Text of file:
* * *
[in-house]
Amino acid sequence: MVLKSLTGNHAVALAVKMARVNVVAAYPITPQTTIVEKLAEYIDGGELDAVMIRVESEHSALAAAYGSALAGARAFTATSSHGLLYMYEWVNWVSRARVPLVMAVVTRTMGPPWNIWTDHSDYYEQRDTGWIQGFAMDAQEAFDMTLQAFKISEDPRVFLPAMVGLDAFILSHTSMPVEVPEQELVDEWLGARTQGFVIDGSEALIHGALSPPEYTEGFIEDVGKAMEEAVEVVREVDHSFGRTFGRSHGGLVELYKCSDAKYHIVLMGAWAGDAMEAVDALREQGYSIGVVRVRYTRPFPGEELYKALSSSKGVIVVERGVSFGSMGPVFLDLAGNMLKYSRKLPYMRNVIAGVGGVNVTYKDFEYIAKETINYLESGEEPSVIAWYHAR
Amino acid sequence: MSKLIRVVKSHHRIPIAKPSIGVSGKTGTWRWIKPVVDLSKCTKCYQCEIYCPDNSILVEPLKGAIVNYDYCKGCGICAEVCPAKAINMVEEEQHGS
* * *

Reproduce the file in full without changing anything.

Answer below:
[in-house]
Amino acid sequence: MVLKSLTGNHAVALAVKMARVNVVAAYPITPQTTIVEKLAEYIDGGELDAVMIRVESEHSALAAAYGSALAGARAFTATSSHGLLYMYEWVNWVSRARVPLVMAVVTRTMGPPWNIWTDHSDYYEQRDTGWIQGFAMDAQEAFDMTLQAFKISEDPRVFLPAMVGLDAFILSHTSMPVEVPEQELVDEWLGARTQGFVIDGSEALIHGALSPPEYTEGFIEDVGKAMEEAVEVVREVDHSFGRTFGRSHGGLVELYKCSDAKYHIVLMGAWAGDAMEAVDALREQGYSIGVVRVRYTRPFPGEELYKALSSSKGVIVVERGVSFGSMGPVFLDLAGNMLKYSRKLPYMRNVIAGVGGVNVTYKDFEYIAKETINYLESGEEPSVIAWYHAR
Amino acid sequence: MSKLIRVVKSHHRIPIAKPSIGVSGKTGTWRWIKPVVDLSKCTKCYQCEIYCPDNSILVEPLKGAIVNYDYCKGCGICAEVCPAKAINMVEEEQHGS